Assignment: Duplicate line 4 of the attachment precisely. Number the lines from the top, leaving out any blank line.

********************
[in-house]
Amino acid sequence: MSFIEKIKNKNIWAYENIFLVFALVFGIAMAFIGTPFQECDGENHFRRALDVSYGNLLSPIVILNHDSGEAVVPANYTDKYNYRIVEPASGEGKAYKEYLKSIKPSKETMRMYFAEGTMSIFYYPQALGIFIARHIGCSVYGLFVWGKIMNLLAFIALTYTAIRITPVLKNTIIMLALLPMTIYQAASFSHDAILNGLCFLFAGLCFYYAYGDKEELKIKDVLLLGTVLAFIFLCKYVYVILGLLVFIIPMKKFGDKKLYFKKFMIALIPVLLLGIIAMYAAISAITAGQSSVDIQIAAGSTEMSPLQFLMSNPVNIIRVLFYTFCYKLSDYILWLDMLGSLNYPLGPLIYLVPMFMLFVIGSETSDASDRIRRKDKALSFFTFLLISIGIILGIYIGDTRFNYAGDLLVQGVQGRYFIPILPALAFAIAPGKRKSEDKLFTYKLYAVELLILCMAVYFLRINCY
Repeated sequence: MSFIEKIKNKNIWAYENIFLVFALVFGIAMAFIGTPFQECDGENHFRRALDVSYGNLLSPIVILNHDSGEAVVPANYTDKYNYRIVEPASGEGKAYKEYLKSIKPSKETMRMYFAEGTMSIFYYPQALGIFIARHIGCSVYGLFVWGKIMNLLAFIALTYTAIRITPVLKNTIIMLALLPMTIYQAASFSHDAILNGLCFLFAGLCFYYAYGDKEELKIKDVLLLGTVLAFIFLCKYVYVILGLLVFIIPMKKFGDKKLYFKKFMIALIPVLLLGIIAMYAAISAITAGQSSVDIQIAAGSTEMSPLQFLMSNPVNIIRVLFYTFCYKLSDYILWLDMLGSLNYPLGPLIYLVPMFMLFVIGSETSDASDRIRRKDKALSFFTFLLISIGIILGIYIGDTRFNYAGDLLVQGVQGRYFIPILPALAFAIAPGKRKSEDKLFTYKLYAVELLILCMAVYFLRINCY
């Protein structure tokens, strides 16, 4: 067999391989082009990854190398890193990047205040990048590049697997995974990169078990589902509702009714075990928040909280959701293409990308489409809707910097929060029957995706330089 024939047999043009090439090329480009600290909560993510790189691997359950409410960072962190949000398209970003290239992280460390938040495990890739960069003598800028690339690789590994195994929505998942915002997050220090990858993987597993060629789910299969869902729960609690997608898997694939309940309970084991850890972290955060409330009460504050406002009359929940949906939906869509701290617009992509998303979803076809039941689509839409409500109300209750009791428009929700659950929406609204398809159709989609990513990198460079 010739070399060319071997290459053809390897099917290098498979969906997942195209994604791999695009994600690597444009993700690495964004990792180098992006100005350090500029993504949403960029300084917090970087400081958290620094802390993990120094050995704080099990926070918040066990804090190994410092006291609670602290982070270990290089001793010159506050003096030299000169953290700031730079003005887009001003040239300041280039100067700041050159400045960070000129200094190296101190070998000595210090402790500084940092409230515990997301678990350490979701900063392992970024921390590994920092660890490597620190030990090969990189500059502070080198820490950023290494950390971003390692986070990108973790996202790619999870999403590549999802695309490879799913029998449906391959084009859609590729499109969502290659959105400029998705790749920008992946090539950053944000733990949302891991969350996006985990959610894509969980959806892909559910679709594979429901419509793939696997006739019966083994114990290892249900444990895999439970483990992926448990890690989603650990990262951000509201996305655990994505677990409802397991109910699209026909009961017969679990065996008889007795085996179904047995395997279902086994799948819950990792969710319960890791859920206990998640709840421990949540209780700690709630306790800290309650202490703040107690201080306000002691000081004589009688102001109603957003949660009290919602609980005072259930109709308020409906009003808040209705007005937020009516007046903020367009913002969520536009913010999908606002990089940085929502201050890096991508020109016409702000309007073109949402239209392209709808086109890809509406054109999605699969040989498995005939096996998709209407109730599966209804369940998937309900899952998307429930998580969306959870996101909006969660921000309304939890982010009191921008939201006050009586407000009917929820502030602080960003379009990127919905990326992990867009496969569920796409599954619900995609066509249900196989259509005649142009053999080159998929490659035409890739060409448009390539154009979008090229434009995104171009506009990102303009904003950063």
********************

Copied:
């Protein structure tokens, strides 16, 4: 067999391989082009990854190398890193990047205040990048590049697997995974990169078990589902509702009714075990928040909280959701293409990308489409809707910097929060029957995706330089 024939047999043009090439090329480009600290909560993510790189691997359950409410960072962190949000398209970003290239992280460390938040495990890739960069003598800028690339690789590994195994929505998942915002997050220090990858993987597993060629789910299969869902729960609690997608898997694939309940309970084991850890972290955060409330009460504050406002009359929940949906939906869509701290617009992509998303979803076809039941689509839409409500109300209750009791428009929700659950929406609204398809159709989609990513990198460079 010739070399060319071997290459053809390897099917290098498979969906997942195209994604791999695009994600690597444009993700690495964004990792180098992006100005350090500029993504949403960029300084917090970087400081958290620094802390993990120094050995704080099990926070918040066990804090190994410092006291609670602290982070270990290089001793010159506050003096030299000169953290700031730079003005887009001003040239300041280039100067700041050159400045960070000129200094190296101190070998000595210090402790500084940092409230515990997301678990350490979701900063392992970024921390590994920092660890490597620190030990090969990189500059502070080198820490950023290494950390971003390692986070990108973790996202790619999870999403590549999802695309490879799913029998449906391959084009859609590729499109969502290659959105400029998705790749920008992946090539950053944000733990949302891991969350996006985990959610894509969980959806892909559910679709594979429901419509793939696997006739019966083994114990290892249900444990895999439970483990992926448990890690989603650990990262951000509201996305655990994505677990409802397991109910699209026909009961017969679990065996008889007795085996179904047995395997279902086994799948819950990792969710319960890791859920206990998640709840421990949540209780700690709630306790800290309650202490703040107690201080306000002691000081004589009688102001109603957003949660009290919602609980005072259930109709308020409906009003808040209705007005937020009516007046903020367009913002969520536009913010999908606002990089940085929502201050890096991508020109016409702000309007073109949402239209392209709808086109890809509406054109999605699969040989498995005939096996998709209407109730599966209804369940998937309900899952998307429930998580969306959870996101909006969660921000309304939890982010009191921008939201006050009586407000009917929820502030602080960003379009990127919905990326992990867009496969569920796409599954619900995609066509249900196989259509005649142009053999080159998929490659035409890739060409448009390539154009979008090229434009995104171009506009990102303009904003950063």